It’s a bit implausible: an English formal garden in the middle of a remote stretch of the Oregon coast, sandwiched between two state parks. But there it is, a meticulously restored and maintained formal garden, perched on top of a cliff over the North Pacific.
The Gardens were part of the estate of Louis J. Simpson (1877-1949), lumber baron, entrepreneur and founder of the town of North Bend, Oregon. He built a mansion, complete with a formal garden designed by an Englishman, 14 miles from the town he founded. When the first mansion burnt to the ground, he built another. The Crash of 1929 and subsequent Great Depression wrecked his finances, and the mansion and grounds were repossessed by a bank. The bank sold the property to the State of Oregon in 1942. It was used by the U.S. Army during World War II. In 1948 the badly deteriorated mansion was razed. Today, nothing remains of Simpson’s estate but the formal gardens.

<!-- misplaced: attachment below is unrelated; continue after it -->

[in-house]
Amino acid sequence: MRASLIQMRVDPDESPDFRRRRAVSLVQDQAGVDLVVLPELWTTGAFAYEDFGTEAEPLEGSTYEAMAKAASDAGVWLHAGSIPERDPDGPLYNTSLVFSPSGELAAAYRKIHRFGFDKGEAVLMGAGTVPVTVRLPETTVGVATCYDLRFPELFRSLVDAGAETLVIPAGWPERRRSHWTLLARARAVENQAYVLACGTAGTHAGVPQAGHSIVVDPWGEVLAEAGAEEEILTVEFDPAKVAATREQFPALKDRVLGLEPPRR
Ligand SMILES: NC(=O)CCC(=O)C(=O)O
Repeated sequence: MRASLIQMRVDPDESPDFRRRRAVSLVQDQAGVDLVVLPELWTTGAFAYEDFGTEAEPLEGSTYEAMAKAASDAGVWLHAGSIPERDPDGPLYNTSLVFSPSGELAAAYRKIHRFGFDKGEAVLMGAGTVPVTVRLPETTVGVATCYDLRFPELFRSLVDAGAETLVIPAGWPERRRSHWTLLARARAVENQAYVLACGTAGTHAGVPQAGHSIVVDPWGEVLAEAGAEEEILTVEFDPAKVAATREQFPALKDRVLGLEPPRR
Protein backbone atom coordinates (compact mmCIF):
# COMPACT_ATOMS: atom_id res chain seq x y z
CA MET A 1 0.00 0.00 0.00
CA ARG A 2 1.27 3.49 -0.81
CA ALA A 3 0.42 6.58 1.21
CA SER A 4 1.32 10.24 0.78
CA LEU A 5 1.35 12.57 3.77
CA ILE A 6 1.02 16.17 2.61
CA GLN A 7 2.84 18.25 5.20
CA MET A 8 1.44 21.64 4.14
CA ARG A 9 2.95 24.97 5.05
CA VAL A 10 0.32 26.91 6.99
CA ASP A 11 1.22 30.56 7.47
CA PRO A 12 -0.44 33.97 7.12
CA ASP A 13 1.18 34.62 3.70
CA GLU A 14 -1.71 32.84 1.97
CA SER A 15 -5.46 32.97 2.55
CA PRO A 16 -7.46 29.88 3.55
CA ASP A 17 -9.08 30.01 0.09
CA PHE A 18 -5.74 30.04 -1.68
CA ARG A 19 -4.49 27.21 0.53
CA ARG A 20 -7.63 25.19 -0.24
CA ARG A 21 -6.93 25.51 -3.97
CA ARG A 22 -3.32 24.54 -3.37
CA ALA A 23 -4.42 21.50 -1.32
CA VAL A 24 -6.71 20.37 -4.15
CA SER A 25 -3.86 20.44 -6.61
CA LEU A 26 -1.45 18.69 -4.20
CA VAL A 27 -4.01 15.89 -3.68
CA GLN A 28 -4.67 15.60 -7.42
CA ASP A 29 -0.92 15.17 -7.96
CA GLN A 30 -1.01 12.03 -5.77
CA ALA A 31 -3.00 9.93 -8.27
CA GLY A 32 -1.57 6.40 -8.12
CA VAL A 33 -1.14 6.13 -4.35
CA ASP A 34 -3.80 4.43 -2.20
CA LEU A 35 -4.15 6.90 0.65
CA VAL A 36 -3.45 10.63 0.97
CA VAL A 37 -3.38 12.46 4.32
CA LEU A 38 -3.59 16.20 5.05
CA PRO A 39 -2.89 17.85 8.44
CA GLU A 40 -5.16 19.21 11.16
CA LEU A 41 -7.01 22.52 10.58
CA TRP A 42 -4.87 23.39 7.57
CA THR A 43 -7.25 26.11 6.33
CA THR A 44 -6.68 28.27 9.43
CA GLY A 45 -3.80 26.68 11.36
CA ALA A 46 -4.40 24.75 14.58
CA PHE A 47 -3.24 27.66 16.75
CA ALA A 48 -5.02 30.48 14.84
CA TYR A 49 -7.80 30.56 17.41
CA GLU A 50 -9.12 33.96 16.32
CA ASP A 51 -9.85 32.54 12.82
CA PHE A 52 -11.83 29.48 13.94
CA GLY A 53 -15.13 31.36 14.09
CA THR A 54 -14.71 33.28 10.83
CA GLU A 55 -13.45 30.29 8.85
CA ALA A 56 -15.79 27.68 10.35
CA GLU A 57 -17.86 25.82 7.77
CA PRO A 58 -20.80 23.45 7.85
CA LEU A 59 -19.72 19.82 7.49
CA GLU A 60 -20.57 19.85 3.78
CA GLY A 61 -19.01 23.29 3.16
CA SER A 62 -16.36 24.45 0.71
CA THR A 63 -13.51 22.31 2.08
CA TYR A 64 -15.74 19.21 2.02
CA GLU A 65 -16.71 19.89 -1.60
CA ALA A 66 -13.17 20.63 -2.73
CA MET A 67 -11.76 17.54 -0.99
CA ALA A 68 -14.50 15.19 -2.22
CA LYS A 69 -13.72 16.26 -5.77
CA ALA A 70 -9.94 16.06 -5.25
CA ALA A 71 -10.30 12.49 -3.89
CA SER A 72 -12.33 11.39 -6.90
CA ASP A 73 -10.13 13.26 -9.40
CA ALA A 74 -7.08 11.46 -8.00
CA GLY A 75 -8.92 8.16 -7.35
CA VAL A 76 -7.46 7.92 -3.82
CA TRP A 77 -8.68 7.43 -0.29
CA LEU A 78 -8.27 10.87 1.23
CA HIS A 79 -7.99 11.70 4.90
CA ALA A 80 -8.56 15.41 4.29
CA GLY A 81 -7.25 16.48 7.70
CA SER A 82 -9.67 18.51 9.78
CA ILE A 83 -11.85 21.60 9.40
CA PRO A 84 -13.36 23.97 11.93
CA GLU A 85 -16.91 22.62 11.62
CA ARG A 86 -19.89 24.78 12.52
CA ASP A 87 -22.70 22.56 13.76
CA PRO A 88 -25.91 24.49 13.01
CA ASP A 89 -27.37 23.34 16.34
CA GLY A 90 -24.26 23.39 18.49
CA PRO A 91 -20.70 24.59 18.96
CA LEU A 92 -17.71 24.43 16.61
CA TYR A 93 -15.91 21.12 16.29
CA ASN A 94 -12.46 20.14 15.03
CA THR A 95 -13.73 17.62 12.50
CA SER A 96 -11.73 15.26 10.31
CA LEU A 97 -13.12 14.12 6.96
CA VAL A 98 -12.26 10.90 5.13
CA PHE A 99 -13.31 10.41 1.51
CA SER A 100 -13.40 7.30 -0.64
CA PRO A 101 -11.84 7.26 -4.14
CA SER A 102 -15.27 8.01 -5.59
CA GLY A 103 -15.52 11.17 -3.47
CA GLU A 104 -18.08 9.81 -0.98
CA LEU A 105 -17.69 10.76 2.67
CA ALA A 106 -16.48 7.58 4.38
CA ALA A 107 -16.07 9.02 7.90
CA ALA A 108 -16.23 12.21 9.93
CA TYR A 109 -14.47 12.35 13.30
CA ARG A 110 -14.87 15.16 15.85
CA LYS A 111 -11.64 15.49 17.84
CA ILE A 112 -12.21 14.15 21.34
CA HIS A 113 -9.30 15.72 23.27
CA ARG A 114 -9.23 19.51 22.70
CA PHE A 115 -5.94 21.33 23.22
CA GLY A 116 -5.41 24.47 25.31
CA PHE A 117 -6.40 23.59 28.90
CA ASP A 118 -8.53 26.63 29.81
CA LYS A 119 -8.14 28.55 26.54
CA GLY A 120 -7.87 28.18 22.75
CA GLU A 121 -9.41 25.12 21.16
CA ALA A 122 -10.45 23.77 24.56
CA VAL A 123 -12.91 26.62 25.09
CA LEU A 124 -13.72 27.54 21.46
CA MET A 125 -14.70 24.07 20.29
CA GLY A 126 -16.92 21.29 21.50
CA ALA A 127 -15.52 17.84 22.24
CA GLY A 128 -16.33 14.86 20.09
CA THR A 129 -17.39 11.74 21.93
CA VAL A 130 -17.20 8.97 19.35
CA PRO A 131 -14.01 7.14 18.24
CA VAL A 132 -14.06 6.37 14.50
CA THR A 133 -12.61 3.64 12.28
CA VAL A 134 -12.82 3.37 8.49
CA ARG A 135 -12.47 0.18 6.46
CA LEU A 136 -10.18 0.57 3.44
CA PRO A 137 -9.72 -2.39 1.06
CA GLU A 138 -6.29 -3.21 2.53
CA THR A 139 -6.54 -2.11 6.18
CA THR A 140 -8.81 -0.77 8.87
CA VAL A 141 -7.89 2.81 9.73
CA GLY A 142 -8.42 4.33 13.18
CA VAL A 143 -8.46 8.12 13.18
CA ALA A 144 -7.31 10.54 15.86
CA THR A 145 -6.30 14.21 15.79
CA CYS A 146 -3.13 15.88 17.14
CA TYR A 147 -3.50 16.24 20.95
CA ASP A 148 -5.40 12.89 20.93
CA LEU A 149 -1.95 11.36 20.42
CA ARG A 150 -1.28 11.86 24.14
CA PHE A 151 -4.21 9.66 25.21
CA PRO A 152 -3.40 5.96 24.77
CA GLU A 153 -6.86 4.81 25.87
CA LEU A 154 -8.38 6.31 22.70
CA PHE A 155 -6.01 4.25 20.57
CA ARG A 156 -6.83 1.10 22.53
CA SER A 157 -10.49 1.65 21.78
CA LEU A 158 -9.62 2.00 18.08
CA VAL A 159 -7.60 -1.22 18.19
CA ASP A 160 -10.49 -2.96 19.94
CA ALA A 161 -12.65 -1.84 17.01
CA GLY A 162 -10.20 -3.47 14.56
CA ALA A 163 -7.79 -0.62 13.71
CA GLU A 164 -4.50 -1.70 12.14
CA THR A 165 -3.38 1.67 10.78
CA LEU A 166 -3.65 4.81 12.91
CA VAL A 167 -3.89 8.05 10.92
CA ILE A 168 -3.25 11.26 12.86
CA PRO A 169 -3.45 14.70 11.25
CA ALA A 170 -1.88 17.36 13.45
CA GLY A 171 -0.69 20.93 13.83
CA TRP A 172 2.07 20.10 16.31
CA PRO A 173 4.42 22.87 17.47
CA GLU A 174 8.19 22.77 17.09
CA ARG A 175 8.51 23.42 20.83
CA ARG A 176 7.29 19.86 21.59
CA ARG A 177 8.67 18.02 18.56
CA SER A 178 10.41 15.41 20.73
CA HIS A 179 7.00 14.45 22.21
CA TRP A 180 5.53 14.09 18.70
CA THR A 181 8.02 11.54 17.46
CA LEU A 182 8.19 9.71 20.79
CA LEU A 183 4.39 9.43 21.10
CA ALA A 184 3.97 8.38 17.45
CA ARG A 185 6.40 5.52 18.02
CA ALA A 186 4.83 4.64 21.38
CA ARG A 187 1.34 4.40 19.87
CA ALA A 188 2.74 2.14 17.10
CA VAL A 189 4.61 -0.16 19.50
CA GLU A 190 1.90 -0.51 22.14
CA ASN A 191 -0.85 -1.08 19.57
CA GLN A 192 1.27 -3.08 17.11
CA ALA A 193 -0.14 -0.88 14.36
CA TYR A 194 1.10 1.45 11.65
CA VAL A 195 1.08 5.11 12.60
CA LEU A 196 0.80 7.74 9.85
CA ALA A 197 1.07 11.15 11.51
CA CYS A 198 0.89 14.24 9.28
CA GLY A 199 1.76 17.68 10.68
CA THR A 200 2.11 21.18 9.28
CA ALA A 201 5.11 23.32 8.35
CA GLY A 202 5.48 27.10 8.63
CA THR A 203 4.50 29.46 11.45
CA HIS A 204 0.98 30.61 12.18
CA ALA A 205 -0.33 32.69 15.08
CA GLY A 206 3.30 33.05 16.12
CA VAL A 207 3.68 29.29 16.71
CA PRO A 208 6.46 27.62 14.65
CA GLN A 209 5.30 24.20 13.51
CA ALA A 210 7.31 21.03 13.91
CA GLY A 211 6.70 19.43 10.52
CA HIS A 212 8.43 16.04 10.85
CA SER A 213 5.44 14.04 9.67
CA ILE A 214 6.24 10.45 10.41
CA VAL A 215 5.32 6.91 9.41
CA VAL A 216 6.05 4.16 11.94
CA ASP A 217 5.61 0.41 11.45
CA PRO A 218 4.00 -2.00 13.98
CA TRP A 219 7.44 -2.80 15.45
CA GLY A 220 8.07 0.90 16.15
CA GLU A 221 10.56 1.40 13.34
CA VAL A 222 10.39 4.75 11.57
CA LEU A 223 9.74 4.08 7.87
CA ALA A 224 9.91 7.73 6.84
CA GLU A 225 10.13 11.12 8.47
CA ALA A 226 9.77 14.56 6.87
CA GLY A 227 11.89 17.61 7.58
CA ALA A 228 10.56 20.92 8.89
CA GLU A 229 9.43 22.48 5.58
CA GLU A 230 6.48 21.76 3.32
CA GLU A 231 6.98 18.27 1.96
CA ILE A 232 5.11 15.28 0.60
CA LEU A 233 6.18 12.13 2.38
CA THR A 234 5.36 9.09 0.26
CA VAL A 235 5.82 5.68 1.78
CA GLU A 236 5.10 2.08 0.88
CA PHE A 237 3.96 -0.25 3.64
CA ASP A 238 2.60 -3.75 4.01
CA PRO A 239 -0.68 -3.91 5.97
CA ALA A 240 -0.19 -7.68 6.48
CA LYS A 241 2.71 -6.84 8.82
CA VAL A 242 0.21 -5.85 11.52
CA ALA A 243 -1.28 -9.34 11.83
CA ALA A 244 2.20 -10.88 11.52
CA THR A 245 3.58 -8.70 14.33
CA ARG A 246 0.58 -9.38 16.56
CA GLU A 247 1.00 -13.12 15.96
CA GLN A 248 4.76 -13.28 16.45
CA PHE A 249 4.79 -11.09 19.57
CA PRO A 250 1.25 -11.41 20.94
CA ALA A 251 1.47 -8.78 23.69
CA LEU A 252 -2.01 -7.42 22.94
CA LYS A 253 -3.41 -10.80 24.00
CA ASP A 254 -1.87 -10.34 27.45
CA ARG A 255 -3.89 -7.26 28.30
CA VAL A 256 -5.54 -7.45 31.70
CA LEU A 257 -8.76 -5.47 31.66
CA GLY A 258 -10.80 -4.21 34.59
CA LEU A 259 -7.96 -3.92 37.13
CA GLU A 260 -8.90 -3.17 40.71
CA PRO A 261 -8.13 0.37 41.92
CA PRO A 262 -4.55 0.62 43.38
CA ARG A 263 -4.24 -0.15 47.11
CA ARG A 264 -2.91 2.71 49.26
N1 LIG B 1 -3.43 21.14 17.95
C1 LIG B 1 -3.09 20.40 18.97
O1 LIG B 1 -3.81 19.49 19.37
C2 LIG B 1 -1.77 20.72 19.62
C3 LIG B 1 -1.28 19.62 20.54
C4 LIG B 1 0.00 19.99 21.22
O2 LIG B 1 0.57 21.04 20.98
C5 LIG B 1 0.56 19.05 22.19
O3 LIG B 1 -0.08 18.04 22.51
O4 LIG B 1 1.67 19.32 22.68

But those formal gardens are very impressive. WC is no botanist, but here are some photos.
A pleasant interlude, and a blog post to demonstrate that WC does photograph something besides birds and rocks. Just in case you were wondering.
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